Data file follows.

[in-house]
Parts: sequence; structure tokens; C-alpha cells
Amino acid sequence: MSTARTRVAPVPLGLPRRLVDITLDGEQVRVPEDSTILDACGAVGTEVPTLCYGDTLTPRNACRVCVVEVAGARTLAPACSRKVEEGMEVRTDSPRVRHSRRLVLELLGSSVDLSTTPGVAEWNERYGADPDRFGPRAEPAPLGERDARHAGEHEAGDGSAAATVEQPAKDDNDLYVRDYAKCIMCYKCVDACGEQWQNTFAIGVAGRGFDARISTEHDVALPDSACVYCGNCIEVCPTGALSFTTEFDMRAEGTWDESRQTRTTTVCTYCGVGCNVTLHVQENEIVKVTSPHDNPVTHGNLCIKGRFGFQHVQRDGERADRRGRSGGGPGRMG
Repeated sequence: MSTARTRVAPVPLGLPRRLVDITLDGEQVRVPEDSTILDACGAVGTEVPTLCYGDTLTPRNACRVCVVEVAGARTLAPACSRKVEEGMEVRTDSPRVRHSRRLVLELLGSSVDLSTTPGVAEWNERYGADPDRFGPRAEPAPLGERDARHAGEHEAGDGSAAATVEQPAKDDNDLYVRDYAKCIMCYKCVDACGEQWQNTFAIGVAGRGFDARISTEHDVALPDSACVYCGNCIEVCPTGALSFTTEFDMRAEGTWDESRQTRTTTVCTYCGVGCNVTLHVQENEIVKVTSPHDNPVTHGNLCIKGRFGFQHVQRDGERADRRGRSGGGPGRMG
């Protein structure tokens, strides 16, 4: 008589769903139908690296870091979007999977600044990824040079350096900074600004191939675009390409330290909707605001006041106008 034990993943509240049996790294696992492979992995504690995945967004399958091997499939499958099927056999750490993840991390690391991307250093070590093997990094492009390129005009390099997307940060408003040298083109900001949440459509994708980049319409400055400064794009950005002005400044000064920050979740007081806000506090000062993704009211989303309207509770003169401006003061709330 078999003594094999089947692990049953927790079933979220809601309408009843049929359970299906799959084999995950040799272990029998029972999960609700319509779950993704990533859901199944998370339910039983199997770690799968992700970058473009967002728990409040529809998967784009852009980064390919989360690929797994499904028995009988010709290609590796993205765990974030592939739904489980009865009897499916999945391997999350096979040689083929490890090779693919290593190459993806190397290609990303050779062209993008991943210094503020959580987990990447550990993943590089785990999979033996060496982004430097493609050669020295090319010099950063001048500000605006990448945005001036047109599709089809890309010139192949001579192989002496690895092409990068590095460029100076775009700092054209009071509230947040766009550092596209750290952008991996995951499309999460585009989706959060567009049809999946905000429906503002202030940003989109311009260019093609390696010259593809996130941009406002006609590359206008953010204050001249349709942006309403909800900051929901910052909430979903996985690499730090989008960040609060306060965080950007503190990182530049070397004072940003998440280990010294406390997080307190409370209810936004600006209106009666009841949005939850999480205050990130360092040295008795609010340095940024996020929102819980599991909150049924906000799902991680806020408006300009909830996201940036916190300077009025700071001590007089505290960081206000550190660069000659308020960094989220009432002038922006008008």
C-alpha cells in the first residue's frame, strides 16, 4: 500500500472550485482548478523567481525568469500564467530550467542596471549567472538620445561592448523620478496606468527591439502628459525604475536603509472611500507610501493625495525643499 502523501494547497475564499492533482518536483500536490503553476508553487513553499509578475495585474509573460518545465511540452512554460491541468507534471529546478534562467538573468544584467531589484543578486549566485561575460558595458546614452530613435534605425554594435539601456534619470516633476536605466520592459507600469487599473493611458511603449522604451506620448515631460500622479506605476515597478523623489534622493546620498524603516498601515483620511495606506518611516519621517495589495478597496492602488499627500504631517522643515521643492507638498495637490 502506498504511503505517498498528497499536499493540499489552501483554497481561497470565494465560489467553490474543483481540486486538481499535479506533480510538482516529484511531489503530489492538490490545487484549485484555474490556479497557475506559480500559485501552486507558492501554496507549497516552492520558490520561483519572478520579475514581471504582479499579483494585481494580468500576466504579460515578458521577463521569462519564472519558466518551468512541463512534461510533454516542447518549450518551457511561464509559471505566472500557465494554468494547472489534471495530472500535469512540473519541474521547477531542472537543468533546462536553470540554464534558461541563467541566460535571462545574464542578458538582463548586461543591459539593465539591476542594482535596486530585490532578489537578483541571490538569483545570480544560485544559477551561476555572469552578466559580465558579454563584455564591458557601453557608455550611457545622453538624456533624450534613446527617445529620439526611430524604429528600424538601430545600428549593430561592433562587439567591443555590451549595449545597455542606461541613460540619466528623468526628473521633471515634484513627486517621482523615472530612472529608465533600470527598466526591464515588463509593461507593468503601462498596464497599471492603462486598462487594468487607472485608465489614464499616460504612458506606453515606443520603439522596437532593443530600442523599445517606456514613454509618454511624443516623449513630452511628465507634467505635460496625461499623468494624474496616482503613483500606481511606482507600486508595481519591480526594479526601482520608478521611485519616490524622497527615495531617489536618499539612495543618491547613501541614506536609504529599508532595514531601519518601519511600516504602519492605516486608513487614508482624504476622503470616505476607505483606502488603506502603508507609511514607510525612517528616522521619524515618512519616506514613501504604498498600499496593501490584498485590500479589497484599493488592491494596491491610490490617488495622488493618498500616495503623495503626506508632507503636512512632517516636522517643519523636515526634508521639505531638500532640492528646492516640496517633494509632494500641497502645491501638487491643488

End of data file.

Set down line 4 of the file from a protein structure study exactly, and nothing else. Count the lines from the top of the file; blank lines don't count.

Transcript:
Repeated sequence: MSTARTRVAPVPLGLPRRLVDITLDGEQVRVPEDSTILDACGAVGTEVPTLCYGDTLTPRNACRVCVVEVAGARTLAPACSRKVEEGMEVRTDSPRVRHSRRLVLELLGSSVDLSTTPGVAEWNERYGADPDRFGPRAEPAPLGERDARHAGEHEAGDGSAAATVEQPAKDDNDLYVRDYAKCIMCYKCVDACGEQWQNTFAIGVAGRGFDARISTEHDVALPDSACVYCGNCIEVCPTGALSFTTEFDMRAEGTWDESRQTRTTTVCTYCGVGCNVTLHVQENEIVKVTSPHDNPVTHGNLCIKGRFGFQHVQRDGERADRRGRSGGGPGRMG